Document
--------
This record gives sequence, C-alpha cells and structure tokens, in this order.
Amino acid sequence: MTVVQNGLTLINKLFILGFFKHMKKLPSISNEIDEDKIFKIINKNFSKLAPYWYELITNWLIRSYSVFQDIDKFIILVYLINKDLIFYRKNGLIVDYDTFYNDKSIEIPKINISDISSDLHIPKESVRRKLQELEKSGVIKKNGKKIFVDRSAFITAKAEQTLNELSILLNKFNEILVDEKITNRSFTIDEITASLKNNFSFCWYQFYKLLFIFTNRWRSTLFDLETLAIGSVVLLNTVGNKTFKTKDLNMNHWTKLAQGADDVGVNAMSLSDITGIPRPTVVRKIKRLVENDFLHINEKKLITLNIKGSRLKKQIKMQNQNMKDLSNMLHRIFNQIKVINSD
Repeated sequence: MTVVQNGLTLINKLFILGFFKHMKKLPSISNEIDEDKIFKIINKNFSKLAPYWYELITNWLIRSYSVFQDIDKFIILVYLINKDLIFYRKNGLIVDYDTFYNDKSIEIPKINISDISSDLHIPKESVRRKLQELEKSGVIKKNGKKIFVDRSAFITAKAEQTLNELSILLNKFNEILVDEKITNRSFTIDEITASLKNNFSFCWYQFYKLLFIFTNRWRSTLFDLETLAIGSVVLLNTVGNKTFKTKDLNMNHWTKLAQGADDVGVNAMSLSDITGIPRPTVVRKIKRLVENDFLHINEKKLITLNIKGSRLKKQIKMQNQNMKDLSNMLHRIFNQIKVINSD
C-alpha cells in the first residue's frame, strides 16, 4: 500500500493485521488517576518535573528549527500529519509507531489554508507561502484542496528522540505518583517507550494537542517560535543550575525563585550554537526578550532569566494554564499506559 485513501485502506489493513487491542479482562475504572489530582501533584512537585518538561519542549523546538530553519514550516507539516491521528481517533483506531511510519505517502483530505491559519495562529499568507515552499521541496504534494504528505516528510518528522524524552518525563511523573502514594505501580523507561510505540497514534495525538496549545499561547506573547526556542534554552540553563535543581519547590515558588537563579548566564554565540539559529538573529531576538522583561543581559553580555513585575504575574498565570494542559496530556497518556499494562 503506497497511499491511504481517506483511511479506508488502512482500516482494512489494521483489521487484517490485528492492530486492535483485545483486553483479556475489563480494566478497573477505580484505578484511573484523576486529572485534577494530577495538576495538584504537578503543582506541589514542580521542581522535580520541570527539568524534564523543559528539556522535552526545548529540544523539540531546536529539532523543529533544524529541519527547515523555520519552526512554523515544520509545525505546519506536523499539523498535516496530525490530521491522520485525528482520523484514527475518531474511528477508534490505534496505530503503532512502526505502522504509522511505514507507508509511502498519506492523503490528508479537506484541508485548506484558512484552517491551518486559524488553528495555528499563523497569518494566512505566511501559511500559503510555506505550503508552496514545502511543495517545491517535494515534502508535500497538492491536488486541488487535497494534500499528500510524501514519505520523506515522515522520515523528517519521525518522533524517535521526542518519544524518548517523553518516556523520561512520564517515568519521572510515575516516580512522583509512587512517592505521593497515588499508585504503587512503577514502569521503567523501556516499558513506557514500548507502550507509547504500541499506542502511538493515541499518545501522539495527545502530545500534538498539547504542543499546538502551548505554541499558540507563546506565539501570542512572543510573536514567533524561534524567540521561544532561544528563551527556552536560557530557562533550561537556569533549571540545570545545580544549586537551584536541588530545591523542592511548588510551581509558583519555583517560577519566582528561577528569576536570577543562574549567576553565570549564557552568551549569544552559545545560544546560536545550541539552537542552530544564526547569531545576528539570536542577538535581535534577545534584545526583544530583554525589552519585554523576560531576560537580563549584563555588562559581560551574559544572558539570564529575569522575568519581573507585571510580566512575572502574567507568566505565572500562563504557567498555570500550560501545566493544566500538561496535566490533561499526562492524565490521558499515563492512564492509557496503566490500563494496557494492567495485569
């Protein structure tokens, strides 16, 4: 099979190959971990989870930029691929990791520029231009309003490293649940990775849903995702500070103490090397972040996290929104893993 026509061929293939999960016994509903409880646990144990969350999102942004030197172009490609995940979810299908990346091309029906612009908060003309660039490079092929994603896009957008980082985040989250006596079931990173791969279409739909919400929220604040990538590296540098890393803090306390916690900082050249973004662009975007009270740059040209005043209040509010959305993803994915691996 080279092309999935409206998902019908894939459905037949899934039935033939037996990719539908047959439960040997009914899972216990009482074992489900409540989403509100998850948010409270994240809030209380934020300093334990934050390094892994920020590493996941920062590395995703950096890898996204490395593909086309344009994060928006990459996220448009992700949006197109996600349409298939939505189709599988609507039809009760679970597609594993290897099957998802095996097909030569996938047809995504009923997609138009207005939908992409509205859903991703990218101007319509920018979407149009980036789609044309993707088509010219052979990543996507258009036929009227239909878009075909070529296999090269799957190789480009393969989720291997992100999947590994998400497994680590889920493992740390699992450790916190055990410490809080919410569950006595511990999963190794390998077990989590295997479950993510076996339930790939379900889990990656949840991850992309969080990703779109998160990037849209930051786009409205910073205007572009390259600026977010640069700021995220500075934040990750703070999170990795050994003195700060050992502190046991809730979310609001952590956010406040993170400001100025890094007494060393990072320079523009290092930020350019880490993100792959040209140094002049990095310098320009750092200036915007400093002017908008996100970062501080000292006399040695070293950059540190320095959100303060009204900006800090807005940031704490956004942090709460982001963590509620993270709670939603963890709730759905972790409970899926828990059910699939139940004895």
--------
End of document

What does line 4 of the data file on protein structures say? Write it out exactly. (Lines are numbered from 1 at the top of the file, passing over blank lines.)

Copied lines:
C-alpha cells in the first residue's frame, strides 16, 4: 500500500493485521488517576518535573528549527500529519509507531489554508507561502484542496528522540505518583517507550494537542517560535543550575525563585550554537526578550532569566494554564499506559 485513501485502506489493513487491542479482562475504572489530582501533584512537585518538561519542549523546538530553519514550516507539516491521528481517533483506531511510519505517502483530505491559519495562529499568507515552499521541496504534494504528505516528510518528522524524552518525563511523573502514594505501580523507561510505540497514534495525538496549545499561547506573547526556542534554552540553563535543581519547590515558588537563579548566564554565540539559529538573529531576538522583561543581559553580555513585575504575574498565570494542559496530556497518556499494562 503506497497511499491511504481517506483511511479506508488502512482500516482494512489494521483489521487484517490485528492492530486492535483485545483486553483479556475489563480494566478497573477505580484505578484511573484523576486529572485534577494530577495538576495538584504537578503543582506541589514542580521542581522535580520541570527539568524534564523543559528539556522535552526545548529540544523539540531546536529539532523543529533544524529541519527547515523555520519552526512554523515544520509545525505546519506536523499539523498535516496530525490530521491522520485525528482520523484514527475518531474511528477508534490505534496505530503503532512502526505502522504509522511505514507507508509511502498519506492523503490528508479537506484541508485548506484558512484552517491551518486559524488553528495555528499563523497569518494566512505566511501559511500559503510555506505550503508552496514545502511543495517545491517535494515534502508535500497538492491536488486541488487535497494534500499528500510524501514519505520523506515522515522520515523528517519521525518522533524517535521526542518519544524518548517523553518516556523520561512520564517515568519521572510515575516516580512522583509512587512517592505521593497515588499508585504503587512503577514502569521503567523501556516499558513506557514500548507502550507509547504500541499506542502511538493515541499518545501522539495527545502530545500534538498539547504542543499546538502551548505554541499558540507563546506565539501570542512572543510573536514567533524561534524567540521561544532561544528563551527556552536560557530557562533550561537556569533549571540545570545545580544549586537551584536541588530545591523542592511548588510551581509558583519555583517560577519566582528561577528569576536570577543562574549567576553565570549564557552568551549569544552559545545560544546560536545550541539552537542552530544564526547569531545576528539570536542577538535581535534577545534584545526583544530583554525589552519585554523576560531576560537580563549584563555588562559581560551574559544572558539570564529575569522575568519581573507585571510580566512575572502574567507568566505565572500562563504557567498555570500550560501545566493544566500538561496535566490533561499526562492524565490521558499515563492512564492509557496503566490500563494496557494492567495485569